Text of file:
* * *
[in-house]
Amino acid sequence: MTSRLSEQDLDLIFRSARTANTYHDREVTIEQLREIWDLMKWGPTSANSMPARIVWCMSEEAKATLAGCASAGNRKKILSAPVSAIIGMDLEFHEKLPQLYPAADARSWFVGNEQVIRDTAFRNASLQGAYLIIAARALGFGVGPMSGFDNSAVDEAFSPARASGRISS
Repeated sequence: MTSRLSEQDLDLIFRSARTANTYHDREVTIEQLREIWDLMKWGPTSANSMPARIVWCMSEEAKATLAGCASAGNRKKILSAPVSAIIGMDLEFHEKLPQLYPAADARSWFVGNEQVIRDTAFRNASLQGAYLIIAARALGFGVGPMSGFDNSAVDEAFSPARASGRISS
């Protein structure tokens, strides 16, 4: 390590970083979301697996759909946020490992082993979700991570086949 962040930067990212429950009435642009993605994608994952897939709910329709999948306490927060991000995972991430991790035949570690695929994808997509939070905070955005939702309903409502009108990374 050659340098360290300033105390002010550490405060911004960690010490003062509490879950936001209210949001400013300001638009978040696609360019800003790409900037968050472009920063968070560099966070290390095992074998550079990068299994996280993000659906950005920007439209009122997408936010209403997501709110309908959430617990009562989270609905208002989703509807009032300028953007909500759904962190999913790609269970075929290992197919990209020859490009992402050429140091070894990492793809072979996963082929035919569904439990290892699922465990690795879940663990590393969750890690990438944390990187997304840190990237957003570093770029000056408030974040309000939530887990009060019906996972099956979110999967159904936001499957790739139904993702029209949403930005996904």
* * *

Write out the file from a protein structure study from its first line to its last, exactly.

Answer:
[in-house]
Amino acid sequence: MTSRLSEQDLDLIFRSARTANTYHDREVTIEQLREIWDLMKWGPTSANSMPARIVWCMSEEAKATLAGCASAGNRKKILSAPVSAIIGMDLEFHEKLPQLYPAADARSWFVGNEQVIRDTAFRNASLQGAYLIIAARALGFGVGPMSGFDNSAVDEAFSPARASGRISS
Repeated sequence: MTSRLSEQDLDLIFRSARTANTYHDREVTIEQLREIWDLMKWGPTSANSMPARIVWCMSEEAKATLAGCASAGNRKKILSAPVSAIIGMDLEFHEKLPQLYPAADARSWFVGNEQVIRDTAFRNASLQGAYLIIAARALGFGVGPMSGFDNSAVDEAFSPARASGRISS
């Protein structure tokens, strides 16, 4: 390590970083979301697996759909946020490992082993979700991570086949 962040930067990212429950009435642009993605994608994952897939709910329709999948306490927060991000995972991430991790035949570690695929994808997509939070905070955005939702309903409502009108990374 050659340098360290300033105390002010550490405060911004960690010490003062509490879950936001209210949001400013300001638009978040696609360019800003790409900037968050472009920063968070560099966070290390095992074998550079990068299994996280993000659906950005920007439209009122997408936010209403997501709110309908959430617990009562989270609905208002989703509807009032300028953007909500759904962190999913790609269970075929290992197919990209020859490009992402050429140091070894990492793809072979996963082929035919569904439990290892699922465990690795879940663990590393969750890690990438944390990187997304840190990237957003570093770029000056408030974040309000939530887990009060019906996972099956979110999967159904936001499957790739139904993702029209949403930005996904």